An Indigenous community in the Canadian province of Saskatchewan said it found 751 unmarked graves near a former boarding school, weeks after a similar discovery at another school set off a nationwide discussion about Canada’s treatment of Indigenous people.
The Cowessess First Nation, located about a two-hour drive east of Regina, Saskatchewan, said Thursday it began searching the area of the Marieval Indian Residential School earlier this month. The school operated between the late 1890s and 1997, and was part of a nationwide system that removed Indigenous children from their families over the course of more than a century and suppressed their culture and language. A 2015 report by Canada’s Truth and Reconciliation Commission concluded that the system amounted to cultural genocide.
In many cases, students who were sent to so-called residential schools endured physical and sexual abuse, the report found. An estimated 4,100 children died of disease or by accident while in the system, although some Indigenous leaders believe the number is much higher.
Cowessess First Nation Chief
said on Thursday that researchers used ground-penetrating radar, which looks for changes in the soil’s water and salt content, to search the area. He said the search identified 751 possible graves, and that researchers indicated there is a 10% to 15% margin of error on their findings.
Chief Delorme said children who died while attending the Marieval school were buried at the site and their graves may have been marked in the past. However, he said headstones were later removed by representatives from the Catholic Church, which ran the school for many years. He added that it isn’t known whether all of the unmarked graves the community discovered represent former students at the residential school, and it is possible that some adult community members were buried on the site as well. Most of the graves are spaced evenly apart, he said, and each one is now marked by a small flag.
“We are going to be putting names to these unmarked graves,” Chief Delorme said. He said the community wants to honor those buried at the site and preserve the area. “It’s going to hurt in the coming months, because the more we put names to them, the more it’s going to reopen some of the pain that many endured at the Marieval residential school.”
The discovery in Saskatchewan came several weeks after the Tk’emlúps te Secwépemc First Nation near Kamloops, British Columbia, said it found the remains of 215 children in the area of a former government-funded boarding school. That led to calls to search for more unmarked graves at the sites of some of the roughly 150 former residential schools across Canada, and the search at the Marieval site began around that time.
The Kamloops discovery also sparked a national outpouring of grief. Across the country, flags were flown at half-mast and memorials were set up on the steps of churches. Some municipalities in British Columbia have said they will cancel their annual July 1 Canada Day celebrations, which would have been held virtually due to pandemic restrictions, in response to the Kamloops discovery.
The discovery has also drawn international attention. Earlier this week, U.S. Interior Secretary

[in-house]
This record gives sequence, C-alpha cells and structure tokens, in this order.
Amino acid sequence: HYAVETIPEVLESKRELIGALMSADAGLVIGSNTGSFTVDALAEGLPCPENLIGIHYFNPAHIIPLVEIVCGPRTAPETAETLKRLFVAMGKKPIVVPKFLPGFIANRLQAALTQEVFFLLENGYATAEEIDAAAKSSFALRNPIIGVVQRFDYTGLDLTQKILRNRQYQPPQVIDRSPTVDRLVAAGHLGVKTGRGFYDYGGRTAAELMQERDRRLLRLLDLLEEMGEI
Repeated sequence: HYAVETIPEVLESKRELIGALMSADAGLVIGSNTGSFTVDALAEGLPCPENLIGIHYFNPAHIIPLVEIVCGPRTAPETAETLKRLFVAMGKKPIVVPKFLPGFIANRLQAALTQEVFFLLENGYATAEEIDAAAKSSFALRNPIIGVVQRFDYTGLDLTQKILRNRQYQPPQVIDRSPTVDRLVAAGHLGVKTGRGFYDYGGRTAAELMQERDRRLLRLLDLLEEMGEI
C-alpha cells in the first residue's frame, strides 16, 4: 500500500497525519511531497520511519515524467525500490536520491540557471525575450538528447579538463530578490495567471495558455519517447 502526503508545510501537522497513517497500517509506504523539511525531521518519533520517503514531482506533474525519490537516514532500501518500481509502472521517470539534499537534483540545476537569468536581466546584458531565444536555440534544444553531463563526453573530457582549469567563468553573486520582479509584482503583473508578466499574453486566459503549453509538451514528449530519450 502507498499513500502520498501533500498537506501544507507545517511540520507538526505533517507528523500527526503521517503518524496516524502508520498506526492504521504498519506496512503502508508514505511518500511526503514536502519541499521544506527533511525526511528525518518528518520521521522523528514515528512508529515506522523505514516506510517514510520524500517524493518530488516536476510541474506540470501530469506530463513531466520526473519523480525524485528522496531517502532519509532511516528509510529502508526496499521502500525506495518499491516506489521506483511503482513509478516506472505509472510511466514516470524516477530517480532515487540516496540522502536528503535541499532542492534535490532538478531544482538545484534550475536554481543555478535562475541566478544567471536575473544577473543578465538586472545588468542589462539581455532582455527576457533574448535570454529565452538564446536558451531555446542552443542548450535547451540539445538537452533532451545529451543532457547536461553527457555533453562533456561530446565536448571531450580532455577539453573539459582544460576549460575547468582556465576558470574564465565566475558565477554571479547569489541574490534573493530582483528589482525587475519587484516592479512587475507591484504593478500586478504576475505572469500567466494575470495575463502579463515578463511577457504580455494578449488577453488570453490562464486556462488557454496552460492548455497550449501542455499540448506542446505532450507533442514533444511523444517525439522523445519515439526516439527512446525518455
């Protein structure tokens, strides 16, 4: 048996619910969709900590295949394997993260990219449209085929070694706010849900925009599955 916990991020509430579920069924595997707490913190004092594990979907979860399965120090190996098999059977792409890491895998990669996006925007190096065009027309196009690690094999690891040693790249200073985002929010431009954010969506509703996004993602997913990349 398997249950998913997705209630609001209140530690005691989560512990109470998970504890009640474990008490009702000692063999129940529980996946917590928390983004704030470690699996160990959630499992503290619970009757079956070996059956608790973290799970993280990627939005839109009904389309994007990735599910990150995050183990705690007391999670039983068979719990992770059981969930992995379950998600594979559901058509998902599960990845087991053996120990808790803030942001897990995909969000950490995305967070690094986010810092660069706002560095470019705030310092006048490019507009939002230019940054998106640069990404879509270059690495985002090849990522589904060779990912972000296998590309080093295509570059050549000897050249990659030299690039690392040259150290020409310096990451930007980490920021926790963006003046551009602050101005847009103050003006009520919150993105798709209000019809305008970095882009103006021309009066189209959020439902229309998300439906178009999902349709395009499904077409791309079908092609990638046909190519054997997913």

said the federal government will investigate its own legacy of boarding schools, including an examination of possible burial sites. The Kamloops discovery “should prompt us to reflect on past Federal policies to culturally assimilate Indigenous peoples in the United States,” Ms. Haaland wrote in a June 22 memo describing the planned investigation.
The Marieval Indian Residential School was among the last residential schools in Canada to close. The building was later demolished and replaced by a day school, according to a report by Scott Hamilton, an anthropology professor at Lakehead University in Ontario.
Florence Sparvier, 80 years old, attended the Marieval school as a child. She said during a press conference on Thursday that Indigenous people and their culture were denigrated at the school “so we learned to not like who we were.” Staff forced the students to learn how to be Roman Catholic, she said, and wouldn’t allow the children to say their own blessings.
Many Indigenous leaders expect that more burial sites will be found as communities across the country undertake searches with ground-penetrating radar. “We will find more bodies and we will not stop until we find all of our children,” said Chief
of the Federation of Sovereign Indigenous Nations, which represents 74 First Nations in Saskatchewan.
The archbishop of Regina,
wrote in a letter addressed to Chief Delorme and the Cowessess First Nation on Thursday that the discovery of unmarked graves at the Marieval site “brings us face to face with the brutal legacy” of the residential school system, which he said caused trauma that was passed down from one generation to the next.
“I know that apologies seem a very small step as the weight of past suffering comes into greater light, but I extend that apology again,” he said in the letter. He added the archdiocese would do what it could to turn its apology into meaningful action, including by providing access to information that might help identify those who were buried in the unmarked graves.
Canadian Prime Minister
said Thursday that the findings at the Marieval and Kamloops schools are a shameful reminder of the racism and injustice Indigenous people in Canada have experienced in the past and continue to endure.
“I am terribly saddened to learn that the remains of children had been found in unmarked graves near the former Marieval (Cowessess) Residential School in Saskatchewan,” Mr. Trudeau said. “My heart breaks for the Cowessess First Nation, and for all Indigenous communities across Canada.”
Write to Kim Mackrael at [email protected]
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